Earthquakes in strange places: A rare quake strikes Beijing just 400km from a rare North Korean quake as more hit the peninsular after nuke test

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    A very rare magnitude 4.3 earthquake struck the Chinese capital Beijing on Monday, the government said the 4.3 magnitude quake’s epicentre was in a county that is part of Hebei’s Langfang city.
    Earthquakes in this part of China are extremely rare although in 1976, the Tangshan earthquake, just to the east of Beijing, killed up to 300,000 people.

    A 2.3-magnitude earthquake struck an area of North Korea just 400 km from Beijing, China early Wednesday, according to South Korea’s meteorological agency.
    Seoul said the earthquake occurred at about 8.7 miles from Ongjin, South Hwanghae Province, according to Yonhap news agency.
    The earthquake had a five-mile depth, and natural causes were cited as the reason for the tremor, Seoul said.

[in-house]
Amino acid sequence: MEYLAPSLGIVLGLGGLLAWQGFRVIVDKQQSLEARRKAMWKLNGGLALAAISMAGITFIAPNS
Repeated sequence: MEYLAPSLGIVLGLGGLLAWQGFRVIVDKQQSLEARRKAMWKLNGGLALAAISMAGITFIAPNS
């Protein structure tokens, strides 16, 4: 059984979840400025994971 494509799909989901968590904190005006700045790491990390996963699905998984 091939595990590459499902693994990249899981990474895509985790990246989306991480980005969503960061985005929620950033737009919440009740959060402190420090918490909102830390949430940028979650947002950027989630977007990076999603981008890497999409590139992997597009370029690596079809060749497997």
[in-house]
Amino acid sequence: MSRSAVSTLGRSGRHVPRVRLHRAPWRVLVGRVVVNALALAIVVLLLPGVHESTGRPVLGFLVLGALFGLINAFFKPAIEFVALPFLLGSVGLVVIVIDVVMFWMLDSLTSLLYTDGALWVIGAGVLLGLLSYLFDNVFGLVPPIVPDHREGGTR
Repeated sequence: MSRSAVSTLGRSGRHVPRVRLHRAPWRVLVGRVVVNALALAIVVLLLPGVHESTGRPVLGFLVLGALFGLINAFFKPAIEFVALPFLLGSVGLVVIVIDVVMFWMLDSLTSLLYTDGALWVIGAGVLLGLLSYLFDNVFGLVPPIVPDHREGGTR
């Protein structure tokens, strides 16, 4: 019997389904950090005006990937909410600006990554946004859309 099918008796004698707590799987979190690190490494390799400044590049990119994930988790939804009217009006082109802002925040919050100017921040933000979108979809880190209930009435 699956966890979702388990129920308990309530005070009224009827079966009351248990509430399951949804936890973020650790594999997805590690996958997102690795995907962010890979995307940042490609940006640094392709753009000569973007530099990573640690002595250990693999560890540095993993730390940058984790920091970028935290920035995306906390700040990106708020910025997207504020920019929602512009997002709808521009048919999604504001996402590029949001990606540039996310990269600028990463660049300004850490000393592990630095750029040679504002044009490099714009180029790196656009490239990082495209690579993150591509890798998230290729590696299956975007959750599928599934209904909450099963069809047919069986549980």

The quake comes only a few days after South Korea reported an earthquake in waters near Pohang, North Gyeongsang Province.
    The 4.6-magnitude tremor occurred only three months after a medium-sized quake struck the South Korean region.
    In early February a 2.6-magnitude earthquake struck an area of North Korea where Pyongyang had been conducting its underground nuclear tests.
    South Korea’s meteorological agency said Tuesday the earthquake originated from an area about 30 miles north-northwest of Kilju, North Hamgyong Province, and is likely to have been triggered by North Korea’s sixth nuclear test.

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